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How Does the VA Determine Marginal Employment for TDIU?

Published on January 3rd, 2020

Total Disability for Individual Unemployability, or TDIU, is an alternate route to getting the same veterans disability compensation as someone who has received a 100 percent disability rating. TDIU gives you these same amount of benefits even if you have a lower disability rating. The key is proving that you are unemployable under the VA’s definition. It’s not obvious but you may still qualify for TDIU even if you have a job. 

TDIU is a complex area of veterans benefits law, and sometimes even VA staff get the law wrong when deciding whether to award these benefits. If you believe that you have been wrongly denied access to TDIU, veterans disability compensation lawyer can help. At Jackson & MacNichol, we can review the evidence in your case and file an appeal on your behalf to get you the benefits that you deserve. Call us today at 1 (800) 524-3339 for a free consultation about appealing an unfavorable TDIU decision.

TDIU and Marginal Employment Decisions Are Based on Several Factors

If you are unable to work at the substantially gainful employment level because of your disability, then you may qualify for TDIU without having to prove marginal employment. Substantially gainful employment is any competitive employment that provides you with earnings that push you over the poverty threshold. For 2019, the poverty threshold is $12,490 in gross earnings for the whole year. If you make more than that per year from your job, however, you may still qualify for TDIU by showing that you are engaged in marginal employment.

The VA may find marginal employment if your disability requires you to work less than half of the usual hours, or if you receive less than one half of the usual wages of other people engaged in the same profession. But this is only the basic definition of marginal employment. Even if the you do not meet this basic definition, the VA could find that you are engaged in marginal employment if:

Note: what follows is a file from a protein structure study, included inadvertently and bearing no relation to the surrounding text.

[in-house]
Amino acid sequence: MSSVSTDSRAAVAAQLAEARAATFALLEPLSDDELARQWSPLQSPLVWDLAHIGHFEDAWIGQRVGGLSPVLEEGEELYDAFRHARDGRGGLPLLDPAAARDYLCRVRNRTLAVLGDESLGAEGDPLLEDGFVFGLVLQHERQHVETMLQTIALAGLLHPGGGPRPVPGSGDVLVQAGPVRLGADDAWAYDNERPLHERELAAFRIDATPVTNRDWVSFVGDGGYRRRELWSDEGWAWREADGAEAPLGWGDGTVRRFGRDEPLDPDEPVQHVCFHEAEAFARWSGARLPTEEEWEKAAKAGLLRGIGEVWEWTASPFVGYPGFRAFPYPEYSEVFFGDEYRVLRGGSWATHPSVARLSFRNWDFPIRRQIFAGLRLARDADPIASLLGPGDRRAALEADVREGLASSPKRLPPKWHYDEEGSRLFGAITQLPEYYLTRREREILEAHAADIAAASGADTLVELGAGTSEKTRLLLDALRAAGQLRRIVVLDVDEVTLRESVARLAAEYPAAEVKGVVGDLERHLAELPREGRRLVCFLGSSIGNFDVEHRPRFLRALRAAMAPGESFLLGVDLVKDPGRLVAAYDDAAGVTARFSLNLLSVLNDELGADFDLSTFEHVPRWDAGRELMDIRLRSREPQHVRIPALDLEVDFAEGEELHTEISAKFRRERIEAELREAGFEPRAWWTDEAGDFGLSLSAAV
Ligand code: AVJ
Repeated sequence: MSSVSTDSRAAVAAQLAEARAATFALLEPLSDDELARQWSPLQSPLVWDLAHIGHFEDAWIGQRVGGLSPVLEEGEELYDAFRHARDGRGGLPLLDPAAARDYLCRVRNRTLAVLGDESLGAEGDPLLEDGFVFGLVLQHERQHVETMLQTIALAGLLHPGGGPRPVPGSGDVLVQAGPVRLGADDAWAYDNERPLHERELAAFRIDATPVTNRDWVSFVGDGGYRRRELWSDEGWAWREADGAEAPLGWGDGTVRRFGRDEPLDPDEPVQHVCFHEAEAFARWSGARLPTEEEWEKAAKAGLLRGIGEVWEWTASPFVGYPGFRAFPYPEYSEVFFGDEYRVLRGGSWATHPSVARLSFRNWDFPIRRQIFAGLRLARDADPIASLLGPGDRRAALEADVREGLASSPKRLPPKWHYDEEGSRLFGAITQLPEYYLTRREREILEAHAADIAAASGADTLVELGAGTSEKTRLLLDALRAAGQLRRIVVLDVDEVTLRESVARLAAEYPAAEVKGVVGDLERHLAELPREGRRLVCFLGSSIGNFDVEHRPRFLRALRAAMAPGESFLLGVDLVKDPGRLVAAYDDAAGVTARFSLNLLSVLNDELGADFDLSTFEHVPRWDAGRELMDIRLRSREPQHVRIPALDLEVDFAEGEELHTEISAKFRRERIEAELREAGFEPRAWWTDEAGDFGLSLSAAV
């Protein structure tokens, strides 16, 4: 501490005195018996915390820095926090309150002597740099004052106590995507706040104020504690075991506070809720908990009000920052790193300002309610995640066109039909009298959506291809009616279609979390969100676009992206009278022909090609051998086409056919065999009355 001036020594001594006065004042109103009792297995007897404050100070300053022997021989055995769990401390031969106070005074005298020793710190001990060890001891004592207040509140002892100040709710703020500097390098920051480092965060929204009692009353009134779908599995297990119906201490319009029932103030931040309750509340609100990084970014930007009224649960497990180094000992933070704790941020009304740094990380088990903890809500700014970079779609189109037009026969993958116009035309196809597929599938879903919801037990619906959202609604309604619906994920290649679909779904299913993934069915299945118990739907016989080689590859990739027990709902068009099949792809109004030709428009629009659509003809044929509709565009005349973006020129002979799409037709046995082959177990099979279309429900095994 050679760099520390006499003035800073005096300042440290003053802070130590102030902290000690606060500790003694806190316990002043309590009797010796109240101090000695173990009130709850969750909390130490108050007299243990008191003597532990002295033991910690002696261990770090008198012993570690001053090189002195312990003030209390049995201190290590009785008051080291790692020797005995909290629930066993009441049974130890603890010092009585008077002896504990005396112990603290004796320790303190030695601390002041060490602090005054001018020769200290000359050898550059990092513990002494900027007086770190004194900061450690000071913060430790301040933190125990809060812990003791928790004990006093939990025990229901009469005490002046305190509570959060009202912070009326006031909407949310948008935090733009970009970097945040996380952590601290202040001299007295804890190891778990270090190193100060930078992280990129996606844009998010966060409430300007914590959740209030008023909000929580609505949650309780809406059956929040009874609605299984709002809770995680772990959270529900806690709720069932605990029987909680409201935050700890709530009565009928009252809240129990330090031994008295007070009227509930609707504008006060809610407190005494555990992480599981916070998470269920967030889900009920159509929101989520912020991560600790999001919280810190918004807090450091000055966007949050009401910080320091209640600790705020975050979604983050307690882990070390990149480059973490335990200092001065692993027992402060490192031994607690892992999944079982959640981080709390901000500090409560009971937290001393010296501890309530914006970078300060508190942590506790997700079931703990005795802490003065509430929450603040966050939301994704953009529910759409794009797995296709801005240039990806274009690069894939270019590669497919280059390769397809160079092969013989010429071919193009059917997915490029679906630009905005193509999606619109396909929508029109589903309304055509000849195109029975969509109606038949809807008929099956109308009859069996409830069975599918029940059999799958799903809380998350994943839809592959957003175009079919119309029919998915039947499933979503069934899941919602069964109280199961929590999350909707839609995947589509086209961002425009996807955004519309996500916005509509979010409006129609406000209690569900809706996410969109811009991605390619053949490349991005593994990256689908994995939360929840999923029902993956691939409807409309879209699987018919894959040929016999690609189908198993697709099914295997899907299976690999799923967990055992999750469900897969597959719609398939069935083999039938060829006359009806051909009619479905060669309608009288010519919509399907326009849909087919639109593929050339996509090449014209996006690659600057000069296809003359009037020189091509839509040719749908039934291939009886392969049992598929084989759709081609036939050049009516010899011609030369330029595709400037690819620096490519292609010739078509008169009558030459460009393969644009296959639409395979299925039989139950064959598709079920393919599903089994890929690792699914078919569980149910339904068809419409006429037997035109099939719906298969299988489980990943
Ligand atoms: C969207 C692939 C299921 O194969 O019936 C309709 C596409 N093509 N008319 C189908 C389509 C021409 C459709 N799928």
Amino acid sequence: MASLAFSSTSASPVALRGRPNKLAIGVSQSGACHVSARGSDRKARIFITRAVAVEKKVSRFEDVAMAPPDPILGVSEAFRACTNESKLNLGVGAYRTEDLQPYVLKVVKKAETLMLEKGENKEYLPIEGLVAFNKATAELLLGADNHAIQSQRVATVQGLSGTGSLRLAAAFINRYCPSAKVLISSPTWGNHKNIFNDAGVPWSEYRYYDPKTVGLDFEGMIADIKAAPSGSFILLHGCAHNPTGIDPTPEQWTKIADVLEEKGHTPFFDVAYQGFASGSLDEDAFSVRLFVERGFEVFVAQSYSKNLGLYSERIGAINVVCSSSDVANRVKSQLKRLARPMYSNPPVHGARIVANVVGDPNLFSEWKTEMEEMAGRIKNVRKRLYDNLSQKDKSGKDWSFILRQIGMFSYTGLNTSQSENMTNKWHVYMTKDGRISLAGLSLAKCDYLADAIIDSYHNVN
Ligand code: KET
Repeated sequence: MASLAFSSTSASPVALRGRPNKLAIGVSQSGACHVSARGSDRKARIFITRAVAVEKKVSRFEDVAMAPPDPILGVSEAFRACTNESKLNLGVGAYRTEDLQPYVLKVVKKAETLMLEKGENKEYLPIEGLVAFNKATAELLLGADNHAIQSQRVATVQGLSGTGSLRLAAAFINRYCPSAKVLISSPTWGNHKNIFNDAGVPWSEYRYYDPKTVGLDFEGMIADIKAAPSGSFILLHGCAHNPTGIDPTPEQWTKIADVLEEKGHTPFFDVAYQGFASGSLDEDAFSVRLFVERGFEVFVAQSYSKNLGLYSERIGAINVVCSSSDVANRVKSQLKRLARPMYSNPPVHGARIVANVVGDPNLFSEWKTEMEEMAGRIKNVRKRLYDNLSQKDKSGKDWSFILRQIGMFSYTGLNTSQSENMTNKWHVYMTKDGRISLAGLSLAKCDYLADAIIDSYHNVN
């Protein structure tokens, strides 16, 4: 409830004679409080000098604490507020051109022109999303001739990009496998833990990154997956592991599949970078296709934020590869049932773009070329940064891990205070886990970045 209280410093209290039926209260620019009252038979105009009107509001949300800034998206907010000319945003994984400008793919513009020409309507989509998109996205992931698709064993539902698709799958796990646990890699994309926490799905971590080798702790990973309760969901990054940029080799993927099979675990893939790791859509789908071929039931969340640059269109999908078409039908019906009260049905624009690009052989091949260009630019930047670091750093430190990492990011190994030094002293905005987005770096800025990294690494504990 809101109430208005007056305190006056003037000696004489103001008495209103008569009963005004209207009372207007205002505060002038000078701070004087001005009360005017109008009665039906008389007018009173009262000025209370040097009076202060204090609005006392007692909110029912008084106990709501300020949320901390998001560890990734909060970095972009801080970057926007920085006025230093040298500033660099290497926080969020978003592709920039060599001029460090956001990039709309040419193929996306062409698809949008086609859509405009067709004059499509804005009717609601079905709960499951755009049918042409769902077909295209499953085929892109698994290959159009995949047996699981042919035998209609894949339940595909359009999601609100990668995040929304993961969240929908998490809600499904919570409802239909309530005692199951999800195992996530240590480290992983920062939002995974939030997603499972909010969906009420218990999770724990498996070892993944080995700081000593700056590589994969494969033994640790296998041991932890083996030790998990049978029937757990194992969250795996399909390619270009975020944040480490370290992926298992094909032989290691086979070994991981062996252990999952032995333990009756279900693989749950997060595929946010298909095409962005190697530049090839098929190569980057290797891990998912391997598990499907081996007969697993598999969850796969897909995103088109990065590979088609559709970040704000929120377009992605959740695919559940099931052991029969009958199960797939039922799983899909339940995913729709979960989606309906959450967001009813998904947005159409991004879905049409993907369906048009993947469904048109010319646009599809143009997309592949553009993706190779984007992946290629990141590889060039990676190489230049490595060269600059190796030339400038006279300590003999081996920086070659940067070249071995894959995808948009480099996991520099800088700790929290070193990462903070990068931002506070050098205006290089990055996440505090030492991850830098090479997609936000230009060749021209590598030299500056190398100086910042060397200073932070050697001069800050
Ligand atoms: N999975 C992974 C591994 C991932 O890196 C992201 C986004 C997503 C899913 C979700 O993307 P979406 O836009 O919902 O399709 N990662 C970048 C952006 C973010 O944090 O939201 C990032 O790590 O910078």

• You work in a job that is traditionally held by older or disabled persons, such a toll booth operator
  • You work in a sheltered workshop
  • You work for a family business
  • You receive extraordinary accomodations at your place of work
  • You are self-employed and your work history shows a significant decrease in your productivity and earnings

When reviewing marginal employment cases, the VA staff is not supposed to look at a single factor, but to look at your whole situation. They should also consider your education, training, and the economic opportunities available to you and the other people in your community.

A Veterans Benefits Lawyer Can Help You Qualify for TDIU

Unfortunately, poorly trained or overworked VA employees often make errors when deciding TDIU claims. Sometimes, they will only look at your earnings, and assume that if you are above the poverty level, you do not qualify for TDIU. These decisions are wrong, and can and should be appealed. At Jackson & MacNichol, we are ready to help you stand up to the VA and get the compensation you need. If you want to appeal the denial of your TDIU claim, call us today at 1 (800) 524-3339 and we’ll help you get justice.


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